Current post Newly qualified, teaching design technology at Thomas Keble school, Stroud, Gloucestershire
Career to date?
At GCSE, my design technology teacher suggested I go into teaching, but I didn't think I had the patience. After A-levels and a BTec foundation in art and design, I did a degree in graphic design with illustration at Bath Spa University. I worked for a couple of years - some graphic design, and a lot of designing for landscaping gardens. I then decided to apply for a PGCE course. I'm glad I took those two years out, I feel I've gained more life skills in relation to my subject. If I'd done the PGCE straight after my degree, I don't think I'd have been mature enough.
Why did you become a teacher?
I enjoy learning new things - that's what really grabbed me. I can't just sit down - I've got to be doing something. I'm teaching textiles, food, graphics, art, and I can teach ICT. It's the pure devotion to the designing and constructing that I like. It's knowing the pupils can draw something and then appreciate the final product.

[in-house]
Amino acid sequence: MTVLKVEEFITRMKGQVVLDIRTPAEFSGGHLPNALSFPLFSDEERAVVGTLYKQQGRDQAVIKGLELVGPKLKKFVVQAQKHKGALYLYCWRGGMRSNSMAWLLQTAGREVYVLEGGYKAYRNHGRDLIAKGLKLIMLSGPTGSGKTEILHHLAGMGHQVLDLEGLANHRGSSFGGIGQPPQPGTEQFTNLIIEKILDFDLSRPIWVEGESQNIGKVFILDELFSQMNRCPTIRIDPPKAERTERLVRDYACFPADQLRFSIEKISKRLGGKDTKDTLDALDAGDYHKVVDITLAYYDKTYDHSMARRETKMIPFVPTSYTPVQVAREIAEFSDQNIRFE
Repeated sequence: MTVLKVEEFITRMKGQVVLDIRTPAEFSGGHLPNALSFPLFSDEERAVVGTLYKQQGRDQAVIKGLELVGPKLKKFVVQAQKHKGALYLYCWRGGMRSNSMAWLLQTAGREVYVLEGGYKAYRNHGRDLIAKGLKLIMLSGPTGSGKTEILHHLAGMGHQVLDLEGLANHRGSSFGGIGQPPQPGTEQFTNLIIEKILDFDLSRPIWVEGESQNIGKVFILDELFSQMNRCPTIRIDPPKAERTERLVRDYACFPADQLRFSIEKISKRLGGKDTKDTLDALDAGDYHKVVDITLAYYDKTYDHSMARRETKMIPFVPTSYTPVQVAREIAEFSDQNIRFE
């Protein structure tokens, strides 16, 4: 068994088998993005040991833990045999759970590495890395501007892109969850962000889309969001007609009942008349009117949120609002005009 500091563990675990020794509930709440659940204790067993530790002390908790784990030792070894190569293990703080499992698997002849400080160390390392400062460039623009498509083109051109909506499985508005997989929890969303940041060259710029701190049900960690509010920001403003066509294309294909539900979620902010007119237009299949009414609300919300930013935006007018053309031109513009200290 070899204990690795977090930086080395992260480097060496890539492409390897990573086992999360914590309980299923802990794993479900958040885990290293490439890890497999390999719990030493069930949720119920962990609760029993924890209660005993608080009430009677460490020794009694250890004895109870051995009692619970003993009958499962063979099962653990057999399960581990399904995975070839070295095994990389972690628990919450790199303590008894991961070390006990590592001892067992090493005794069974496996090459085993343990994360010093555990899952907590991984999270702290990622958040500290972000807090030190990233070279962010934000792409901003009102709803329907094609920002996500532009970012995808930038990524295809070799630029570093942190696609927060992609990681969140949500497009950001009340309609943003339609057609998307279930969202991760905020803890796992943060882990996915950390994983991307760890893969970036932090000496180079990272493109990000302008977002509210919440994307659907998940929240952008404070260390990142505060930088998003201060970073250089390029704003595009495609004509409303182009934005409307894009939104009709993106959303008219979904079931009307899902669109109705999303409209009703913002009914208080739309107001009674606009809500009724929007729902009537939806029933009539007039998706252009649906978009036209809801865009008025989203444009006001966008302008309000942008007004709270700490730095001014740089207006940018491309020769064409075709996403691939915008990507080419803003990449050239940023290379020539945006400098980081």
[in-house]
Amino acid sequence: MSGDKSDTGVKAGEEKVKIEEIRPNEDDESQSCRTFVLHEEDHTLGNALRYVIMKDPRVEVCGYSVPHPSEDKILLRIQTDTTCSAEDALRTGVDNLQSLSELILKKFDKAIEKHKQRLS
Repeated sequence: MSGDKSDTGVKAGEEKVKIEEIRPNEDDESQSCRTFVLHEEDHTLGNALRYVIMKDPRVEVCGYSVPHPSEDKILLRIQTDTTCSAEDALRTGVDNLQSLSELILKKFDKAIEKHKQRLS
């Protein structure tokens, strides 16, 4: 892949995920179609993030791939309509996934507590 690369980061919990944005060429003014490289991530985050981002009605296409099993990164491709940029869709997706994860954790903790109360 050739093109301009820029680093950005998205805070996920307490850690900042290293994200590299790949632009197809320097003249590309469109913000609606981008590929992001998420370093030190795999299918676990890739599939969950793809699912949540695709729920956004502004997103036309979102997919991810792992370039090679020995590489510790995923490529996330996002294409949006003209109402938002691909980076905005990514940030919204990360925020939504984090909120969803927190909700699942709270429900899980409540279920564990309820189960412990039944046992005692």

What's the best thing that's happened to you so far?
I have a Year 8 low ability class where I teach food technology. I did a Ready Steady Cook-type lesson with them. There are kids with behaviour difficulties, but it was successful because they helped one another, put their problems with friendships aside, and worked well together.
And the worst?
Getting used to the workload. When you start in September you have a tutor group, you've still got to plan for all these lessons, plus you have preparation for reports.
What do you like most about teaching?
Making kids aware that they're learning something new, and linking that to the real world because in some subjects they don't know why they're doing it. We've got to follow the national curriculum, but more importantly, with some of the kids, it's giving them life skills for when they leave school.
What is your dream job?
Not too sure. I've always thought of going down the advanced skills route, but it's still early days.
Enjoy it, but know when to stop working. As soon as you let the workload take over your time at home, that's it. I make sure I stay at school and get as much work done as possible, so I take little home. There is home life and there is work life.
Interview by Martin Whittaker